Your mistaken belief that you will be forced to move away from Excel is a common one, and it is obviously in the interest of cloud bookkeeping vendors (and by extension, Aweb) to keep pushing the MTD agenda and encourage users to move online, but frankly, if it isn't broke, don't rush to fix it. If you have a bookkeeping method that works for your business, keep using it.

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to Tim Vane
21st Jul 2016 13:27

Thanks for your advice, lets hope they decide not to make the smallest businesses change.

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to Tim Vane
25th Jul 2016 12:24

I like your "if it isn't broke" advice.

It's an interesting an useful article. I wonder how many of these cloud accounting services allow you to port your data. YOUR data. If you're not happy with them later - say fees go up or quality of service goes down - how easy is it to port your data, to simply pack it up and take it elsewhere?

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to Anita Best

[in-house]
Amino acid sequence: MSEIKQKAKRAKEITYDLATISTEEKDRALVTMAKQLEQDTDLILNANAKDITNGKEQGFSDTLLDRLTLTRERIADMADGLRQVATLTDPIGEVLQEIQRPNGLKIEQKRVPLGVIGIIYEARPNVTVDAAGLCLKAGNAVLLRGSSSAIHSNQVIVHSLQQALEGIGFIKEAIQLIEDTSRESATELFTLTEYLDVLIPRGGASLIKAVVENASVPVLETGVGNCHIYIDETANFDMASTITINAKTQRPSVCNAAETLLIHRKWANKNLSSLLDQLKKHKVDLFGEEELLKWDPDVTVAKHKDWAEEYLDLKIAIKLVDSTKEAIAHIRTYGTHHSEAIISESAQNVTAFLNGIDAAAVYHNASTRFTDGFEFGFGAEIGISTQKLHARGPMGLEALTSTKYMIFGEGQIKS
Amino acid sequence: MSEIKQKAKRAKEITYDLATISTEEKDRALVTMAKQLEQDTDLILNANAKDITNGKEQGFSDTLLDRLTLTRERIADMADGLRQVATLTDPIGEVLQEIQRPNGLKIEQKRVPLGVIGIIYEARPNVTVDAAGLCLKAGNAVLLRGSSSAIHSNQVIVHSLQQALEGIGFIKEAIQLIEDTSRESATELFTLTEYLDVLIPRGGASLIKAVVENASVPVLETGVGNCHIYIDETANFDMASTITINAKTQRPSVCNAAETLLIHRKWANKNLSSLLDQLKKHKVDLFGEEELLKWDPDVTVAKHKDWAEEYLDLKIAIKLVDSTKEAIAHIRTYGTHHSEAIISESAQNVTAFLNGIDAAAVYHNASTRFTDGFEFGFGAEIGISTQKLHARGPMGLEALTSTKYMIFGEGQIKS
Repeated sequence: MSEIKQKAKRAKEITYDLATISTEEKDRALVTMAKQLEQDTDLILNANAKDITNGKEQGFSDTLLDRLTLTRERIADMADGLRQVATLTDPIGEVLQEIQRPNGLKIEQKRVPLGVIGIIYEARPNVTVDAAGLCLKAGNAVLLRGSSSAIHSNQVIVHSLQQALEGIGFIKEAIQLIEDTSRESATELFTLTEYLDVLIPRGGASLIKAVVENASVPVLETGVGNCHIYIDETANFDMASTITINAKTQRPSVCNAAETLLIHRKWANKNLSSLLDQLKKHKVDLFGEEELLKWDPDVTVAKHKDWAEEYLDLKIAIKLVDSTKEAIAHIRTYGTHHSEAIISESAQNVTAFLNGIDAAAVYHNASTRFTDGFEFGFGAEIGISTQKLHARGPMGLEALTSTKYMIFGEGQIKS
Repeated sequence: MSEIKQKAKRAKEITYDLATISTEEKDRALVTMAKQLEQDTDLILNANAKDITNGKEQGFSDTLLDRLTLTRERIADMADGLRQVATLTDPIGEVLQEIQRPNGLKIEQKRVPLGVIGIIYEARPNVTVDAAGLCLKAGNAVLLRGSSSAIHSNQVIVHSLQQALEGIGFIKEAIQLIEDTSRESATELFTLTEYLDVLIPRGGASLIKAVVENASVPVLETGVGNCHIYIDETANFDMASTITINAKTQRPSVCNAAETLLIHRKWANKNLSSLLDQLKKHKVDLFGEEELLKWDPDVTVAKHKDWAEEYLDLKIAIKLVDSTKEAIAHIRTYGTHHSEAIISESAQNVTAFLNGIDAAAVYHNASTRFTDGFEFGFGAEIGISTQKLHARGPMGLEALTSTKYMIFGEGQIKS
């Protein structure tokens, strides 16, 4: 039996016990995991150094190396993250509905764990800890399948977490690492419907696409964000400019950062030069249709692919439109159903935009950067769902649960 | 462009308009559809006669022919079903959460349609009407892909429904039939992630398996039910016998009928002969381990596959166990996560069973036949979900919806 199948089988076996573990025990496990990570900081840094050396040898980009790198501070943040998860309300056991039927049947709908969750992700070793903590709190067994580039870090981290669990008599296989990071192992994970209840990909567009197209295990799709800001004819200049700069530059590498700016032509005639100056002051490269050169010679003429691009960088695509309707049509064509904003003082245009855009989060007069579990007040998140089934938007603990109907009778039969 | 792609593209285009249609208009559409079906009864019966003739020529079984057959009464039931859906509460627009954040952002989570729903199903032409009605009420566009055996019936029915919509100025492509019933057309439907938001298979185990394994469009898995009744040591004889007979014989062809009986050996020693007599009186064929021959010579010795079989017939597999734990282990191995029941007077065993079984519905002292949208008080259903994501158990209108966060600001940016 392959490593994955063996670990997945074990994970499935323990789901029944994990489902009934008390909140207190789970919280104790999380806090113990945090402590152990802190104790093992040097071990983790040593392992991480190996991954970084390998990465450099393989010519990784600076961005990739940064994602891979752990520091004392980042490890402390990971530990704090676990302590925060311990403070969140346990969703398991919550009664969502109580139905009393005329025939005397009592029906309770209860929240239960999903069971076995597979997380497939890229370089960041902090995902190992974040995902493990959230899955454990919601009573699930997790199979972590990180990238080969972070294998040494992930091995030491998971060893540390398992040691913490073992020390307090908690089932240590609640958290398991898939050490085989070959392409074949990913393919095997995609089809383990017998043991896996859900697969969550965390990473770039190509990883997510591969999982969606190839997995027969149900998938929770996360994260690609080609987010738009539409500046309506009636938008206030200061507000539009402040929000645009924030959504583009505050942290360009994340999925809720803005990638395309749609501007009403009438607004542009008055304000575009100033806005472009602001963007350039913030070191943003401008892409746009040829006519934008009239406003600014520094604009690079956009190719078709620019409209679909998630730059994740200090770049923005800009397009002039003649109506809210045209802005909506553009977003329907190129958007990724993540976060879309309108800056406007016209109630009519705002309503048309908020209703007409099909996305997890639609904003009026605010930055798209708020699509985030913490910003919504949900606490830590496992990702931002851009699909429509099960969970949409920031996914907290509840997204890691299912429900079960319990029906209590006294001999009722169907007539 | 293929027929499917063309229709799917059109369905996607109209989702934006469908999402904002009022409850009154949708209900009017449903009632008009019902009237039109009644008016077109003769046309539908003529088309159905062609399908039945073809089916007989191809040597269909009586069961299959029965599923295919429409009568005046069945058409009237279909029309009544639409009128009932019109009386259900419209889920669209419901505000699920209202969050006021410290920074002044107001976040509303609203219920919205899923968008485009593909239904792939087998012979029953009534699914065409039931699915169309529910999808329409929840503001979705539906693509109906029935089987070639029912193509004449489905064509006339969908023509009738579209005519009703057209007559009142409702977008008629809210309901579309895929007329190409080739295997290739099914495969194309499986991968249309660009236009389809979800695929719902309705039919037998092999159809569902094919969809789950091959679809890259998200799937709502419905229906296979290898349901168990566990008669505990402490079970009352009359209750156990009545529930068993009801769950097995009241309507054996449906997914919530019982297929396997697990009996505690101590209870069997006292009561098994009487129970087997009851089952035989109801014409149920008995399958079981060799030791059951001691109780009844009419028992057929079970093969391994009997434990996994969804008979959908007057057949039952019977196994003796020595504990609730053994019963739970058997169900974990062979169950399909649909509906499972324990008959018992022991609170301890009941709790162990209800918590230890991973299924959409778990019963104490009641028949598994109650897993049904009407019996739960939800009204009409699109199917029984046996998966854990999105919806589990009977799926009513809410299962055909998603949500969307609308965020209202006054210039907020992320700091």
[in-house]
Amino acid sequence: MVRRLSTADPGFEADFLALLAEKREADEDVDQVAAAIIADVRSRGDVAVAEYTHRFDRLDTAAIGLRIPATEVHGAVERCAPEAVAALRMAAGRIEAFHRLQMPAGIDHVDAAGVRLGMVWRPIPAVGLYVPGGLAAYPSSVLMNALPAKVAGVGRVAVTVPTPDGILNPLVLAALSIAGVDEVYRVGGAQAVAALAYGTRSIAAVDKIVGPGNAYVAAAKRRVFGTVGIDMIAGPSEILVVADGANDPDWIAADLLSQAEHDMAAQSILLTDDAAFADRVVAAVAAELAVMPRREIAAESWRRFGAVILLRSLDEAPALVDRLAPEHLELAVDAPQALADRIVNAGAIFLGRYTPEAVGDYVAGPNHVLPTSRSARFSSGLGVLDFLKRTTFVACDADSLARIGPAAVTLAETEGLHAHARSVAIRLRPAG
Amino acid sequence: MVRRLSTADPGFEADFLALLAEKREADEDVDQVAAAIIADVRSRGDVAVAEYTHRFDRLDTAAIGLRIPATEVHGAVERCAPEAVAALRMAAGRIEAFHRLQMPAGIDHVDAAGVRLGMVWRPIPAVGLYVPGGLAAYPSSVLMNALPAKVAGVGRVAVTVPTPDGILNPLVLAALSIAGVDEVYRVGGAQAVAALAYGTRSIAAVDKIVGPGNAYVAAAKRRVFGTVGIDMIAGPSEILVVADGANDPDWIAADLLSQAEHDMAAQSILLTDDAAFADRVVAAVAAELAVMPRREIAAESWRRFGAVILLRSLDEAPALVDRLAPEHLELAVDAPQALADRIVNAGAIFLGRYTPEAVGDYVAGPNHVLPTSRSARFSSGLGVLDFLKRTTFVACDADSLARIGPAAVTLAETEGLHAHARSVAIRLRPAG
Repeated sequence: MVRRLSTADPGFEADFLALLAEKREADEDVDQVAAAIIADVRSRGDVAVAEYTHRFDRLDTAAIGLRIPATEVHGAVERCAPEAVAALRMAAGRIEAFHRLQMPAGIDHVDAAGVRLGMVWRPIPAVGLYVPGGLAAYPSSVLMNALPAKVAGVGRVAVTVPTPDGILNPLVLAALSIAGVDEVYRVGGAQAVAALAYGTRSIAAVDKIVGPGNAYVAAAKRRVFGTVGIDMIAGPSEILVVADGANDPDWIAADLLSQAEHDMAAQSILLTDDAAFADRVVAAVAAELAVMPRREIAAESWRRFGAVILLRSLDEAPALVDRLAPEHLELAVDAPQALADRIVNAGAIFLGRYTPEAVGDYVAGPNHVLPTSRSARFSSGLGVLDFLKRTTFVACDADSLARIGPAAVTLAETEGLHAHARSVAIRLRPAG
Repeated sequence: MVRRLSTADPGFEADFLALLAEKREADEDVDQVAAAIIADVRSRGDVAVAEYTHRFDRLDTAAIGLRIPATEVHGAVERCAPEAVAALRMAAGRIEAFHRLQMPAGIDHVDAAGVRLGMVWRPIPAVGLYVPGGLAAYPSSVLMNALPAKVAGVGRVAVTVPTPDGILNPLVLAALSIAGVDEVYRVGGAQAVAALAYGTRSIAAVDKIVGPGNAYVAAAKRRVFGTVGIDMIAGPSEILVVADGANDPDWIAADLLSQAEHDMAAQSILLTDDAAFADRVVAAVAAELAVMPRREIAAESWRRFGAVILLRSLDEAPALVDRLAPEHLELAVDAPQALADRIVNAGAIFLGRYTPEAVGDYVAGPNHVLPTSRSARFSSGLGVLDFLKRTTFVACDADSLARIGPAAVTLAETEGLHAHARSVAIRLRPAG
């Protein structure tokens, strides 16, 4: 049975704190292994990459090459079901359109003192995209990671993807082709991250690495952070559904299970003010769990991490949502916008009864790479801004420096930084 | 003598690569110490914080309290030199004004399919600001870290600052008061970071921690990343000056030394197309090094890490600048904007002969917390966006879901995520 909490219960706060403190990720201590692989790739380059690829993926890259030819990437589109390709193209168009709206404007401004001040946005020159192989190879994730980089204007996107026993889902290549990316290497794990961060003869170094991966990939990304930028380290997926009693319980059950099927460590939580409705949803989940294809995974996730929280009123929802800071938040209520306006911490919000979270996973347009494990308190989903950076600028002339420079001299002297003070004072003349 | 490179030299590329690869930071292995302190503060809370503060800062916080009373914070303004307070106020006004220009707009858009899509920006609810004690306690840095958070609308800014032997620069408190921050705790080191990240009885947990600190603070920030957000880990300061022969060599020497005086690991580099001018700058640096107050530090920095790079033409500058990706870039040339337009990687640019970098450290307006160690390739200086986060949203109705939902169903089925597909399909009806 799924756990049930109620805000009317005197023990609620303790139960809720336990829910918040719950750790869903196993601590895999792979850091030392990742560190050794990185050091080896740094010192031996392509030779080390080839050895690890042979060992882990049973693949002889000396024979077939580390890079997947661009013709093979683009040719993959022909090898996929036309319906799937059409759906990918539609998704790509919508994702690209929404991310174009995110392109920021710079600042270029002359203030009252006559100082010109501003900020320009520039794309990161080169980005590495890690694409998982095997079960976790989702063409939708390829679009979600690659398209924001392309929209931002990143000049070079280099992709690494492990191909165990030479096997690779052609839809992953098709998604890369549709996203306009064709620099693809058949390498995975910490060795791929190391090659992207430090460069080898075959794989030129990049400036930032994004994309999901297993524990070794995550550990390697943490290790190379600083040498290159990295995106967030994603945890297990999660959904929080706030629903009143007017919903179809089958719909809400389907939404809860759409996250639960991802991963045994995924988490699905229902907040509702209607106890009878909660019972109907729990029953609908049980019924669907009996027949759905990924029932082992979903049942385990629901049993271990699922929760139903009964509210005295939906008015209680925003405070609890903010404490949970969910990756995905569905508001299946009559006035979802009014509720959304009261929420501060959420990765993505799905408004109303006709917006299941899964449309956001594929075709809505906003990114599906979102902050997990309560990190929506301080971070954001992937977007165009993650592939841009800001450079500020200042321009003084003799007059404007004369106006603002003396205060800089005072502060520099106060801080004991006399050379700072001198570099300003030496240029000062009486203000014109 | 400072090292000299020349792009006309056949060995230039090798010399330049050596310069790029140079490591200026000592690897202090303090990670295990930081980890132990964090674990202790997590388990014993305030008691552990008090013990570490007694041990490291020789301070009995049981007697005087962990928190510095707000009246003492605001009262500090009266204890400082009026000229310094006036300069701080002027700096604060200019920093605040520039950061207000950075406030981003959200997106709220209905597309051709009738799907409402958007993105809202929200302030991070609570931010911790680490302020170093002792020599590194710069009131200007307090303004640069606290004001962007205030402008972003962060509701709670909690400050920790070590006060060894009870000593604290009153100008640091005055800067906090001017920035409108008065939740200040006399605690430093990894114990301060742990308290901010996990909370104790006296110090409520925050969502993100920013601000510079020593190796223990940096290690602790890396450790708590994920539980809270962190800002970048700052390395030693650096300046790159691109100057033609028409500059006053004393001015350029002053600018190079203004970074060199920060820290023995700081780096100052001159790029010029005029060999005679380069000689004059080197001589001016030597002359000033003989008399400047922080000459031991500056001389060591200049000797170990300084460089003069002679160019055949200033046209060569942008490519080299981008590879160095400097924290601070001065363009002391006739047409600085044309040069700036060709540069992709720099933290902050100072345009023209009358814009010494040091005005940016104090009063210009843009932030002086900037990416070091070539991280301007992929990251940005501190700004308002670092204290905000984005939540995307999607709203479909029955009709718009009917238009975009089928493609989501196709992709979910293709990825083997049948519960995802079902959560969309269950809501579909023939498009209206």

22nd Jul 2016 13:36

If ever there was a case of "wait and see" this is it. The ideal solution may not even exist yet, as we don't know what is required or when or indeed if the quarterly bit will actually ever happen.

Thanks (2)
21st Jul 2016 11:59

This has been really useful - thank you so much for sharing! I'm a Sage-girl through and through, although I don't like SageOne (it's not all about me is it!), my clients like it because it's easy to use. Thanks again.

Thanks (1)
By 0098087
21st Jul 2016 12:09

I find this fascinating. I do not see how my clients who do manual entries will pay even just £20 a month for bookkeeping software they do not need just to satisfy an ex chancellor who has never lived in the real world. Firstly we had the nonsense of auto enrolment with shocking websites like Now Pensions and now pointlessly forcing everyone to go online for 3 monthly quarterly. I am so angry about this nonsense. If I could I would get out ASAP.